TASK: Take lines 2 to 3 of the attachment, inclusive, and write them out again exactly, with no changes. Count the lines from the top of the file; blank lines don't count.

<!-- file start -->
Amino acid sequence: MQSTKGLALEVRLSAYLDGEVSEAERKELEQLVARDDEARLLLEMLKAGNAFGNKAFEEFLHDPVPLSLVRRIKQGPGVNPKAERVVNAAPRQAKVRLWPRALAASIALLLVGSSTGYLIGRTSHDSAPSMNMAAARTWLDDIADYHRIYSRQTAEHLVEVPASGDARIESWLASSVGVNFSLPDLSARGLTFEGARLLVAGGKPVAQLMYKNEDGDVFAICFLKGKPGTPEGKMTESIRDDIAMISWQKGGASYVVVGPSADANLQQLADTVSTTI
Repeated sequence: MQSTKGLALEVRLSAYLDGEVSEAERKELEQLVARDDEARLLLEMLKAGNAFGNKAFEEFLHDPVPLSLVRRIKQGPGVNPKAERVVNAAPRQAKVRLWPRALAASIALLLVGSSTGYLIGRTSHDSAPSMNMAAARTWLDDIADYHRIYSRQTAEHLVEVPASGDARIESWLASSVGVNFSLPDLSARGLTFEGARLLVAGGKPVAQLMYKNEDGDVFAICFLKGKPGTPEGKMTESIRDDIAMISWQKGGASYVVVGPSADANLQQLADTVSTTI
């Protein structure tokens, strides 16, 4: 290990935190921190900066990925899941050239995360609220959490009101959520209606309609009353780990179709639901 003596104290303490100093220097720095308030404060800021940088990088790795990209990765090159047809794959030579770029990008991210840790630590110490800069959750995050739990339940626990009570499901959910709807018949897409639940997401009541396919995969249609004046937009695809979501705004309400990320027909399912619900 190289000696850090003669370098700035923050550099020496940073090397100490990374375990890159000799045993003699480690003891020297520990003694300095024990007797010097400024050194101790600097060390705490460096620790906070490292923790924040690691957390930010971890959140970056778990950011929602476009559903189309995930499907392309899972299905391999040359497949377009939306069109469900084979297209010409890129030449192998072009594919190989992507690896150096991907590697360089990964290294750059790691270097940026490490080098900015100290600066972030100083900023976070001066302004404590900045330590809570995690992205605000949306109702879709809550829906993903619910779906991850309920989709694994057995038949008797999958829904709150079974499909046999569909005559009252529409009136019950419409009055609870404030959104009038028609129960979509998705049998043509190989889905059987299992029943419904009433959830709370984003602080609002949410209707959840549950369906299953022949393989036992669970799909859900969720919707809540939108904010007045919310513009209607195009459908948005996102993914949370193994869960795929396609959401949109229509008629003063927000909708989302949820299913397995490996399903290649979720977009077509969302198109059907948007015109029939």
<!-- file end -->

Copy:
Repeated sequence: MQSTKGLALEVRLSAYLDGEVSEAERKELEQLVARDDEARLLLEMLKAGNAFGNKAFEEFLHDPVPLSLVRRIKQGPGVNPKAERVVNAAPRQAKVRLWPRALAASIALLLVGSSTGYLIGRTSHDSAPSMNMAAARTWLDDIADYHRIYSRQTAEHLVEVPASGDARIESWLASSVGVNFSLPDLSARGLTFEGARLLVAGGKPVAQLMYKNEDGDVFAICFLKGKPGTPEGKMTESIRDDIAMISWQKGGASYVVVGPSADANLQQLADTVSTTI
């Protein structure tokens, strides 16, 4: 290990935190921190900066990925899941050239995360609220959490009101959520209606309609009353780990179709639901 003596104290303490100093220097720095308030404060800021940088990088790795990209990765090159047809794959030579770029990008991210840790630590110490800069959750995050739990339940626990009570499901959910709807018949897409639940997401009541396919995969249609004046937009695809979501705004309400990320027909399912619900 190289000696850090003669370098700035923050550099020496940073090397100490990374375990890159000799045993003699480690003891020297520990003694300095024990007797010097400024050194101790600097060390705490460096620790906070490292923790924040690691957390930010971890959140970056778990950011929602476009559903189309995930499907392309899972299905391999040359497949377009939306069109469900084979297209010409890129030449192998072009594919190989992507690896150096991907590697360089990964290294750059790691270097940026490490080098900015100290600066972030100083900023976070001066302004404590900045330590809570995690992205605000949306109702879709809550829906993903619910779906991850309920989709694994057995038949008797999958829904709150079974499909046999569909005559009252529409009136019950419409009055609870404030959104009038028609129960979509998705049998043509190989889905059987299992029943419904009433959830709370984003602080609002949410209707959840549950369906299953022949393989036992669970799909859900969720919707809540939108904010007045919310513009209607195009459908948005996102993914949370193994869960795929396609959401949109229509008629003063927000909708989302949820299913397995490996399903290649979720977009077509969302198109059907948007015109029939």